Yashuri Del Rosario Rodriguez
(Rock Hill, S.C.) — Winthrop University’s Lewandowski Student Gallery opened its doors to the public last month for its annual jewelry and metals exhibition, which drew artists from across the country.
The exhibit, which is organized by the Fine Arts Department, opened Jan. 28 and will run until Feb. 17.
The theme for the event is “[NOT SO] common objects,” which aims to “celebrate work made from or inspired by the common object, however the maker defines it,” according to the exhibition flyer.
Anne Fiala, an assistant professor of fine arts who helped organize the exhibition, said the event is one of eight student exhibits throughout the academic year.
Fiala said planning for the event began in August, which allows her to work alongside a group of “enthusiastic and fun” students to ensure the exhibit is ready for public viewing.
“The students posted a nationwide call for entry and invited a handful of professional studio artists,” said Fiala. “Winthrop student work was curated by myself and the students.”
Once the exhibits are ready to be installed in the gallery, organizers have “one week to complete the installation,” according to Nicole Davenport, assistant director of the Winthrop University Galleries.
Fiala said the skills that are acquired during the process of preparing the exhibit are essential to students’ professional and technical development.
They are able to “experience, hold, examine and feel the work of people making a living from their work…(and their) standards of craftsmanship is elevated and their sense of exploration and experimentation is often kicked up a notch,” said Fiala.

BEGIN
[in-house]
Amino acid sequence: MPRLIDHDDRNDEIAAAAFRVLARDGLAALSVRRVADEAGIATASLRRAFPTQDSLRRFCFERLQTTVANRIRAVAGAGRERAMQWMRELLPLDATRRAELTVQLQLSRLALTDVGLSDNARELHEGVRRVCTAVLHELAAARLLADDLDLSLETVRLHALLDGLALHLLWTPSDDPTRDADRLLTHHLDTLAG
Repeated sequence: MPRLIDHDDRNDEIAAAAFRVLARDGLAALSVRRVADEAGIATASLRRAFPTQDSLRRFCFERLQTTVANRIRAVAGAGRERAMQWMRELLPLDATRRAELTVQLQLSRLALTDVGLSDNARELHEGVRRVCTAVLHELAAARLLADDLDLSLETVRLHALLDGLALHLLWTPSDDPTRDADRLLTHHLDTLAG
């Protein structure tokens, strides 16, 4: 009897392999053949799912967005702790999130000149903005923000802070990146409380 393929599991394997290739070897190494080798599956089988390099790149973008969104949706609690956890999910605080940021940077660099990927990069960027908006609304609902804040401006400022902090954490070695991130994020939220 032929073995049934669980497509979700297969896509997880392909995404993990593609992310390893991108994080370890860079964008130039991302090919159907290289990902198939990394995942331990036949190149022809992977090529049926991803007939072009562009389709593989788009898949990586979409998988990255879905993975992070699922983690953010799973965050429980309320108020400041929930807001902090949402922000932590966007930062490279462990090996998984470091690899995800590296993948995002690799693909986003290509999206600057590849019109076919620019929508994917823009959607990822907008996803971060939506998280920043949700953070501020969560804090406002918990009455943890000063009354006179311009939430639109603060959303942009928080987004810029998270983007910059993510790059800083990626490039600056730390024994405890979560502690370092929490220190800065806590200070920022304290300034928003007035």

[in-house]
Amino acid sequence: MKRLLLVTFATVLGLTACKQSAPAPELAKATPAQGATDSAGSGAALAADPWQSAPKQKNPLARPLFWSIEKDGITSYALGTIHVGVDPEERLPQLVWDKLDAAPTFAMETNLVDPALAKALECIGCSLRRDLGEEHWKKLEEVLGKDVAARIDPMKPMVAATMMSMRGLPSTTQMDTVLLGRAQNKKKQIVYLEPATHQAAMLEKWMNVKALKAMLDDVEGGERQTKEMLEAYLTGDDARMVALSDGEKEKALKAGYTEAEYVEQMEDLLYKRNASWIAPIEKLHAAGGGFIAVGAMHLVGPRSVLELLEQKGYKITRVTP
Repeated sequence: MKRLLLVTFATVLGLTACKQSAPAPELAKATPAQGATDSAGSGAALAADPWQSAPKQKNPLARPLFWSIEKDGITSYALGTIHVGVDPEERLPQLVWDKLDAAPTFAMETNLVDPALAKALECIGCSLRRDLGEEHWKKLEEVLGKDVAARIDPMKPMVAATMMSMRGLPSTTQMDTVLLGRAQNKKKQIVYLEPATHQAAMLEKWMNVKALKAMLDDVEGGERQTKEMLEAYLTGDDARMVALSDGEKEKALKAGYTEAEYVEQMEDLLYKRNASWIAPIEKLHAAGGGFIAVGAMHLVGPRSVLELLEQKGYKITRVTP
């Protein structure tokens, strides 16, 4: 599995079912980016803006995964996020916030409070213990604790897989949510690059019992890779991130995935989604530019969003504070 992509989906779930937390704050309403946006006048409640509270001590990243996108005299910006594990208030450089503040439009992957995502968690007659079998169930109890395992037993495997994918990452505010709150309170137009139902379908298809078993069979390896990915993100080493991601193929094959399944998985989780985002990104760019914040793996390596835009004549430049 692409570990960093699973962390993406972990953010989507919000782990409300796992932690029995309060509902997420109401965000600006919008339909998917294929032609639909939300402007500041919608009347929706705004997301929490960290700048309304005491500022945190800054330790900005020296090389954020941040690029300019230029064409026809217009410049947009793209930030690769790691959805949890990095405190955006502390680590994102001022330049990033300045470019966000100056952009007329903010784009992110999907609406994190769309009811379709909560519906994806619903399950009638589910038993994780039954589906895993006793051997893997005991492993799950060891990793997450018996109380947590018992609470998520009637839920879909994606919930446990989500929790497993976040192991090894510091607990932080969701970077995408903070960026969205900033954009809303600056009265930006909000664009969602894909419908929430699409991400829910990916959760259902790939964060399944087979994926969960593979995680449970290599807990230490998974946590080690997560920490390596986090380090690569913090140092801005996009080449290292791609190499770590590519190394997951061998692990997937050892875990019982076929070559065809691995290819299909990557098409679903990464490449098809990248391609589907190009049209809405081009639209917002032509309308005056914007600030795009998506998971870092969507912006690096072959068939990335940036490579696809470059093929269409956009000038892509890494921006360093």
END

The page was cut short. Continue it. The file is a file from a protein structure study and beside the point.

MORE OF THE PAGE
Mariah Houser, a senior interdisciplinary studies major, has displayed her work in two different jewelry and metals exhibitions hosted by Winthrop. Her work entitled “He Hit Me & It Felt Like A Kiss” is displayed in the “[NOT SO] common objects” exhibit.
“The experience was fun,” said Houser. “I got to help prepare the gallery a few days in advance and attended our opening night, where I got to show my friends and some of my professors my work on display.”
As a student, Houser has access to the Fine Art Department’s studio, where she is able to create her jewelry designs. However, she will lose access once she graduates in May.
“I am very worried about losing access to a fully functional jewelry studio. There are no metals (or) jewelry studios in Charlotte, North Carolina where I can rent out desk space to continue my craft,” said Houser.
The galleries currently do not have a system to count the number of people who attend the exhibition.
However, attendance is recorded when people attend the opening receptions or participate on a tour. The space is also a high traffic area for students dashing to and from class in the Rutledge Building.
“Generally participation is stronger (at) the exhibition or event if the viewer is engaged with subject matter or the people involved,” said Karen Derksen, director of the Winthrop University Galleries.
The event also allows visitors to pick out their favorite pieces on display at the exhibition.
For example, Davenport said her favorite piece is a necklace created from recycled skateboards.
“I like the way (the artist) approached the materials and took something that would traditionally be thrown away – recycled skateboards – and made them into something new and exciting,” said Davenport.
However, for others, choosing a favorite is a difficult decision.
Fiala said she enjoyed a number of works in the show, including a piece entitled “Fresh Plastic” by Winthrop alum Tabitha Ott and work by Rachel Ness from San Diego State University.